The death toll from a powerful typhoon that sparked flash floods and landslides in the Philippines' south has risen to more than 200 people.
Typhoon Bopha kills more than 200 in Philippines
MANILA // The death toll from a powerful typhoon that sparked flash floods and landslides in the Philippines' south has risen to more than 200 people.
At least 151 people died in the worst-hit province of Compostela Valley, a government spokeswoman, Fe Maestre, said today.
That included 66 villagers and soldiers who perished in a flash flood that swamped two emergency storm shelters and a military camp as Typhoon Bopha lashed New Bataan town the day before.
An unspecified number of villagers remained missing in New Bataan.
Army Major General Ariel Bernardo said 51 people died and 98 others are missing in nearby Davao Oriental province, mostly because of flooding and toppled trees.
Disaster-response agencies reported seven other typhoon-related deaths elsewhere.
Torrential floods from a powerful typhoon engulfed emergency shelters and an army truck carrying soldiers and villagers who were fleeing their homes in the southern Philippines, raising the death toll from the storm to at least 74.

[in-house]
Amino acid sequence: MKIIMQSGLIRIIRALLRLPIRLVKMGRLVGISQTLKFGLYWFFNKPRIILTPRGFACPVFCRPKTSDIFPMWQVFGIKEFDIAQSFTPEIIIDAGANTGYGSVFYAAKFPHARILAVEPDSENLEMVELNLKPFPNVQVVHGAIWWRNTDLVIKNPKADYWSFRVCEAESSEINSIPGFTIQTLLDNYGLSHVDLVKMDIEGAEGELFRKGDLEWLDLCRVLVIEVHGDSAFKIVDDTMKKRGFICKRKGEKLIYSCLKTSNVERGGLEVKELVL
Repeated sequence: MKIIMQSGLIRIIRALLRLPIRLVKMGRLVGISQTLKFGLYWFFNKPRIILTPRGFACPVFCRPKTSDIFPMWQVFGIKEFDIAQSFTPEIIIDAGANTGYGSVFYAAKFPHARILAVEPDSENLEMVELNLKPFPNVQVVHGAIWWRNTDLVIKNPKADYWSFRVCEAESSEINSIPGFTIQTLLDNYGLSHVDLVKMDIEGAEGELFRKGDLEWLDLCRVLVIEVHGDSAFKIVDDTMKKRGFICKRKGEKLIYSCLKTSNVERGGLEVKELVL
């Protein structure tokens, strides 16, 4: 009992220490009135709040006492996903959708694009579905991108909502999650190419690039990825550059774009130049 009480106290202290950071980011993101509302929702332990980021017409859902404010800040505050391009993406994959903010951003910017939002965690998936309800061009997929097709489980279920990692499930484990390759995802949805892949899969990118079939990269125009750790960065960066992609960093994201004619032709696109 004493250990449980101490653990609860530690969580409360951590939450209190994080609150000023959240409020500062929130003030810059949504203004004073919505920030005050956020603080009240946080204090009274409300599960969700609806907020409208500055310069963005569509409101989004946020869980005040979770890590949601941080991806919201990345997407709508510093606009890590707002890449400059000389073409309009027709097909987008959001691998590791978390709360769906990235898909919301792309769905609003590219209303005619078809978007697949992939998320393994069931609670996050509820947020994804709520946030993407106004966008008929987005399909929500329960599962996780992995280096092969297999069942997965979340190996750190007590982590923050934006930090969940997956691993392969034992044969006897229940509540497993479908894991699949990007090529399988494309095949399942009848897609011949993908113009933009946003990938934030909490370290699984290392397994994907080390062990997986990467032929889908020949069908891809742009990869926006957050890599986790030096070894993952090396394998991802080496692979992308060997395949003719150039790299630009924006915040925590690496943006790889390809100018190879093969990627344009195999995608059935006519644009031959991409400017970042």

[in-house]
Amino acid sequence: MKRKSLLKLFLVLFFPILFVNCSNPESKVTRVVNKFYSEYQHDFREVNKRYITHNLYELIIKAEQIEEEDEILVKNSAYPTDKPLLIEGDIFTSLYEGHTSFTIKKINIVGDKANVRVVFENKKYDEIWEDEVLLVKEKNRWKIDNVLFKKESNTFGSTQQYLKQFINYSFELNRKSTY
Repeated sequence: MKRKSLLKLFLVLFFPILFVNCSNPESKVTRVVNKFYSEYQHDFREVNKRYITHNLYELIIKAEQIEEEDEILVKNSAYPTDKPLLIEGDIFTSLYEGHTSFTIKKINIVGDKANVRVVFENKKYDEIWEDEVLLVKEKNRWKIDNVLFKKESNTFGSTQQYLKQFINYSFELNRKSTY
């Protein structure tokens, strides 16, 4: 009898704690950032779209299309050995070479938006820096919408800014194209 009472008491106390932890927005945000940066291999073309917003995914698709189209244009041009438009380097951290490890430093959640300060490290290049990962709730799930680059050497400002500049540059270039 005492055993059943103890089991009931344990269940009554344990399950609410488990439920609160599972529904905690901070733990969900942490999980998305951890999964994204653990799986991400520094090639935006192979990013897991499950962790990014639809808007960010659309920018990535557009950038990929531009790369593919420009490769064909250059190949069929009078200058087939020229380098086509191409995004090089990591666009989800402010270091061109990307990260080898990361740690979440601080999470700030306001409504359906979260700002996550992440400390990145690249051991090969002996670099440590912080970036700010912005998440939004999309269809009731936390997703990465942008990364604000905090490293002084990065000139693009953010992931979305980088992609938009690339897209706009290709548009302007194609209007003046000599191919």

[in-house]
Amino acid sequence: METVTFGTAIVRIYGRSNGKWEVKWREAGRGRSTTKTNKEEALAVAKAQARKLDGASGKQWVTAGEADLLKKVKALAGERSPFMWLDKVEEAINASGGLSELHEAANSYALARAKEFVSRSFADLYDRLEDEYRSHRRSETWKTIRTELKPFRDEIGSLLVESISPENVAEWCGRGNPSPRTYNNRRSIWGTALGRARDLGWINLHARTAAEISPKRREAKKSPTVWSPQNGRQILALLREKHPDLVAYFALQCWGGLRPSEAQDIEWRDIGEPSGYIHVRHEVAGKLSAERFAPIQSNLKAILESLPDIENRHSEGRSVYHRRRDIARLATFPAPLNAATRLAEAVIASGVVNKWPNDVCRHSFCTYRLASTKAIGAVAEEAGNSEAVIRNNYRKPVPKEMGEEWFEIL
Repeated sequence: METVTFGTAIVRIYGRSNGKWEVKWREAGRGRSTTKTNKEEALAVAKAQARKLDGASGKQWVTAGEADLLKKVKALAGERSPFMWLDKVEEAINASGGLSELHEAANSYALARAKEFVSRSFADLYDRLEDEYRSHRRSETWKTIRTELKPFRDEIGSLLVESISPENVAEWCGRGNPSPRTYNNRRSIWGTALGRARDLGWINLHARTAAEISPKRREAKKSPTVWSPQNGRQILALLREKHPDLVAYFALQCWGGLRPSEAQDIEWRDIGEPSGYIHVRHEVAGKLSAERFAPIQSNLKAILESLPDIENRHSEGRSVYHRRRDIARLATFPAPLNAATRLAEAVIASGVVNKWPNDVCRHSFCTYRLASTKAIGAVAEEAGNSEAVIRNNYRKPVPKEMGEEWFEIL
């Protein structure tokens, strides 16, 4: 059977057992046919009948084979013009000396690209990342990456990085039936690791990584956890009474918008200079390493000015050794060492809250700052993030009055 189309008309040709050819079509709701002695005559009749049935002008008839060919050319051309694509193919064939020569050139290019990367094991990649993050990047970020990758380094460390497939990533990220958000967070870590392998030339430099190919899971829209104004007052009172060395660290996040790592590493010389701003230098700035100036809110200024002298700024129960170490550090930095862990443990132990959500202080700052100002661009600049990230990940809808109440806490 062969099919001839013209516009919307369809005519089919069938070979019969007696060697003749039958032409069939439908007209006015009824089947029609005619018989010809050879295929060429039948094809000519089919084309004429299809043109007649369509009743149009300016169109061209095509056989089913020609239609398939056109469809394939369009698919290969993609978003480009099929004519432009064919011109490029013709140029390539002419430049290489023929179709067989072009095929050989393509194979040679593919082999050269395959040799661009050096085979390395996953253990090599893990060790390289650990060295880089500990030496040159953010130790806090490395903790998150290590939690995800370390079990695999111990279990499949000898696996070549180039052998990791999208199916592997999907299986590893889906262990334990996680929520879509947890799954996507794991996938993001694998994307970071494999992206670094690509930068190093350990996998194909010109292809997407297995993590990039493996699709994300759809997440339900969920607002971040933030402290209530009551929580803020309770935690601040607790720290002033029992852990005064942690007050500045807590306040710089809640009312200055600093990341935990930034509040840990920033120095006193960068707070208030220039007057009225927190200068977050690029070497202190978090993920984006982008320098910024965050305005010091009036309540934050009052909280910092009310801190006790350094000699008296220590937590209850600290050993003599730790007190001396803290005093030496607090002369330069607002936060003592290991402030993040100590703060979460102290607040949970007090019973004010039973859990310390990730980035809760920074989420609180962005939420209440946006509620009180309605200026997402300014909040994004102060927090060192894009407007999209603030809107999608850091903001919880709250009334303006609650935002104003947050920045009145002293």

Some 20 typhoons and storms lash the Philippines annually, but they more commonly hit the northern and central provinces of the archipelago. The president, Benigno Aquino, had appealed on national television for people to take storm warnings seriously.
About 60,000 people were staying in emergency shelters and more than 100 domestic flights were canceled.
Typhoon Bopha had winds of 175kph and gusts of up to 210kph when it made landfall around Davao Oriental province at dawn on Tuesday. It knocked out power in two entire provinces, and its ferocious winds ripped roofs from homes and toppled trees.
Winds weakened to 140kph with gusts up to 170kph by evening. It had moved out to sea again early today.